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UCLA Magazine Summer 2004
Of God and Blue-Footed Boobies
The Providential Scholar
Of the Community, By the Community, For the Community
Good Fellows
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Summer 2004
Good Fellows
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Being a guide during difficult economic times has been a challenge for Soboroff. Many students are preoccupied with their future job prospects, and that becomes a frequent topic of discussion. "Students are surrounded by people who can't get jobs, and misery loves company," he says. "I tell them that I wouldn't worry about the ups and downs of the economy, and I reinforce their skills and determination." Then it is up to the students to use their skills and resolve to land a job — but is that enough in these economic times to land an outstanding job? "The point I make to students is that just because the majority don't get jobs doesn't mean they can't," says Soboroff. "Those who are successful put their excuses aside and move ahead, whatever their adversity."

Three decades ago, the question of how to get that first great job was much on the mind of Abraham Lowenthal, another senior fellow whose career has offered valuable lessons to his students. After earning a Ph.D. in government from Harvard in 1971, Lowenthal expected to become an assistant professor, only to find that an opening for him at a university wasn't particularly attractive. "Friends told me that I must get on the academic ladder, that I shouldn't postpone it," he recalls. Lowenthal then learned an important lesson from "a very wise man," David Bell, then the vice president of the Ford Foundation. "Don't try to plan an entire career right now, but do something you are passionate about and do it well," Lowenthal recalls being told. "Ask yourself what is the job you would be most excited to do for the next five years ... and at the end of five years you will be able to decide on another position to seek. And then you can repeat that." That advice led Lowenthal on a path that took him from the Council on Foreign Relations to a professorship in international relations at USC and the founding of the Pacific Council on International Policy, an independent think tank based in Los Angeles.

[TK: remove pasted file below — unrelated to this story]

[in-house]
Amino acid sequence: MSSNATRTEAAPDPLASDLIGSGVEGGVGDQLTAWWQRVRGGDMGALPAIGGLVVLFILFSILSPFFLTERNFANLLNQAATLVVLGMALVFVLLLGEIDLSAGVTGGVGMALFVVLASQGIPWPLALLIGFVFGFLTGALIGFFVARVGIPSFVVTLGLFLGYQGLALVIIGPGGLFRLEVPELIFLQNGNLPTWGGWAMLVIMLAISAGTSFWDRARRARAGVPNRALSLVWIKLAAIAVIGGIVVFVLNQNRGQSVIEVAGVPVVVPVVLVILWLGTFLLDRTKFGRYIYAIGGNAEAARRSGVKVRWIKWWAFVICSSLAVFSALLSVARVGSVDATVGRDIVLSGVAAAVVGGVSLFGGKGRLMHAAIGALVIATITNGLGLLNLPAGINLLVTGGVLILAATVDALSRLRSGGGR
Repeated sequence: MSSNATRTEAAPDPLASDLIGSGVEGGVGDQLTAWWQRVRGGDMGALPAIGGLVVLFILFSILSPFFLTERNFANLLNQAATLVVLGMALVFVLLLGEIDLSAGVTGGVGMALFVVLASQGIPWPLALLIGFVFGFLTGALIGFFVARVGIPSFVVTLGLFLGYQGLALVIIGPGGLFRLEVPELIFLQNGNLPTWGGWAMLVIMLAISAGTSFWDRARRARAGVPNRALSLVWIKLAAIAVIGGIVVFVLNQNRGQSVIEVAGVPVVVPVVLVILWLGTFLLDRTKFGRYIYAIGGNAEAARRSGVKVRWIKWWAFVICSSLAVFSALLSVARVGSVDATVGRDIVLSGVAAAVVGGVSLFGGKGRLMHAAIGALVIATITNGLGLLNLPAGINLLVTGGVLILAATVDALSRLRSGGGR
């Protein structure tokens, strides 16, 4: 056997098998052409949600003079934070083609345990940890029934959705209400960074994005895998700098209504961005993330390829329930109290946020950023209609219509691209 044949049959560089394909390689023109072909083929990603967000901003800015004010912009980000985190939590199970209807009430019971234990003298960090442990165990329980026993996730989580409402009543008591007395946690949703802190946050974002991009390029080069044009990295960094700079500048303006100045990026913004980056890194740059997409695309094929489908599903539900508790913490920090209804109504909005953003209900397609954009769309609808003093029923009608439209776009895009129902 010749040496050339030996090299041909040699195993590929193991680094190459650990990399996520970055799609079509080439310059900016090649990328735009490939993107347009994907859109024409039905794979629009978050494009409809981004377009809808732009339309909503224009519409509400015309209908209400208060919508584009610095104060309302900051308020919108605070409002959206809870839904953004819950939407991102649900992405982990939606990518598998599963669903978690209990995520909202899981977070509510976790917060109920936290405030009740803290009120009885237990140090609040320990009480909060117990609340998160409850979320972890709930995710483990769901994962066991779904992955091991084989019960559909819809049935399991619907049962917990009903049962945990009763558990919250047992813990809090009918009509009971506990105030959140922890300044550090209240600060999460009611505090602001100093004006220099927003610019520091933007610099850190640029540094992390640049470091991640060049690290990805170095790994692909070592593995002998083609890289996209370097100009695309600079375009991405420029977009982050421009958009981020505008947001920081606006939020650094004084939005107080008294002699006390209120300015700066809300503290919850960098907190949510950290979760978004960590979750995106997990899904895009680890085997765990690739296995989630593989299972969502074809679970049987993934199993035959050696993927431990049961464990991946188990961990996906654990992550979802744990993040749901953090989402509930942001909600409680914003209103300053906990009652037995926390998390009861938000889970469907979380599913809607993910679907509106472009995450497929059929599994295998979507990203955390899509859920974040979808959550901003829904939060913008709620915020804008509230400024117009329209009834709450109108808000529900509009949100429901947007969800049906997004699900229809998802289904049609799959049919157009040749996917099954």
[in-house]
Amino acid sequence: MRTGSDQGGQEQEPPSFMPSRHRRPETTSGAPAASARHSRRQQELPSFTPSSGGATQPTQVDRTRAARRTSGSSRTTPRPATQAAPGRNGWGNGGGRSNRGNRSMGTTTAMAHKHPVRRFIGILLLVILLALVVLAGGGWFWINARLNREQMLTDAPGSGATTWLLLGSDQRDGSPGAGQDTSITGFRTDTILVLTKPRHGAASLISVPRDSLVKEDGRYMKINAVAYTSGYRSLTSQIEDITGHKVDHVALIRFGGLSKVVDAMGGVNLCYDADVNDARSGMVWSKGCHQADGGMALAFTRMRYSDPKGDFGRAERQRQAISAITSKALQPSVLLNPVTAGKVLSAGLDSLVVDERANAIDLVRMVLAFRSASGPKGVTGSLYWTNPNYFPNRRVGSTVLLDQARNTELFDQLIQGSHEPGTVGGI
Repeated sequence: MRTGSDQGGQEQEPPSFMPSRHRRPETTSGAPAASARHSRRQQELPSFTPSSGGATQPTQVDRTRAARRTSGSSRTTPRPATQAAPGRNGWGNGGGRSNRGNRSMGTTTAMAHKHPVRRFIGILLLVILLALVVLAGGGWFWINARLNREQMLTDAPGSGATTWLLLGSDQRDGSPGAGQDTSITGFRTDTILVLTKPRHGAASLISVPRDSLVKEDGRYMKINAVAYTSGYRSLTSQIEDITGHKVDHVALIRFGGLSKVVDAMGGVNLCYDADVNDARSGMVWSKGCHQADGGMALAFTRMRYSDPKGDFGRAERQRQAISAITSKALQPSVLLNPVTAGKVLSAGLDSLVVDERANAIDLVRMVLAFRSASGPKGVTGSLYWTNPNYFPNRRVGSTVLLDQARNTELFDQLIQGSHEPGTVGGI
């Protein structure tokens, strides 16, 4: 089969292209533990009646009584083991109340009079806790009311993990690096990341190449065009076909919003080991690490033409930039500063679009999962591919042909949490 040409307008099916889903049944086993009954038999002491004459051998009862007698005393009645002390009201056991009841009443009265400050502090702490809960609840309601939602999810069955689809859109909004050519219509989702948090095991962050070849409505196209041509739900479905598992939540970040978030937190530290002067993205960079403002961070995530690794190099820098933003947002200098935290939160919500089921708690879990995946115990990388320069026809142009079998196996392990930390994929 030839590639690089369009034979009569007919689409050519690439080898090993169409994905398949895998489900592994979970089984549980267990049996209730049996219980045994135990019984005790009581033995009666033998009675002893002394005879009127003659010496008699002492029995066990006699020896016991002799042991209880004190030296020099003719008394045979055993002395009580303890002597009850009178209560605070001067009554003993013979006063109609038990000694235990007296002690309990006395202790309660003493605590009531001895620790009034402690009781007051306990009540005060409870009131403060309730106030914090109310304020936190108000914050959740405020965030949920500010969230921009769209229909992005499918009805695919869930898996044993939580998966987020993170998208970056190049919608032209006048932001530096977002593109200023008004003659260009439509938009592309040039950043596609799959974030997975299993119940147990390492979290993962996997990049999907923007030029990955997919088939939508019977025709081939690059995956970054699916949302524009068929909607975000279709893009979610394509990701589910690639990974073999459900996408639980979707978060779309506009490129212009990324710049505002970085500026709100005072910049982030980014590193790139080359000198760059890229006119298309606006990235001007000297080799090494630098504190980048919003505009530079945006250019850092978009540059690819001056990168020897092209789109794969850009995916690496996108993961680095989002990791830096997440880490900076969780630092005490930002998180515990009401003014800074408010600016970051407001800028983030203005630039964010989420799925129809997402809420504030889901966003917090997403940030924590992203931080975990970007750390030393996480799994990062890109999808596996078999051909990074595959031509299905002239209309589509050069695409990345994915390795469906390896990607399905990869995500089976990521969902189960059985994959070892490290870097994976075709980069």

It's what Lowenthal would call "focus." When he first met one of his two policy school students, Paula Castro M.A. '03, a Ph.D. candidate in urban planning, he told her about his own career. "In the middle," recalls Castro, "he paused and began talking about the importance of narrowing one's goals to make them achievable instead of trying to solve the world's problems." It's remarkable, says Castro of Lowenthal, "how much he sees his work experience related to his life as a student. He has been completely able to get a synergy from them."

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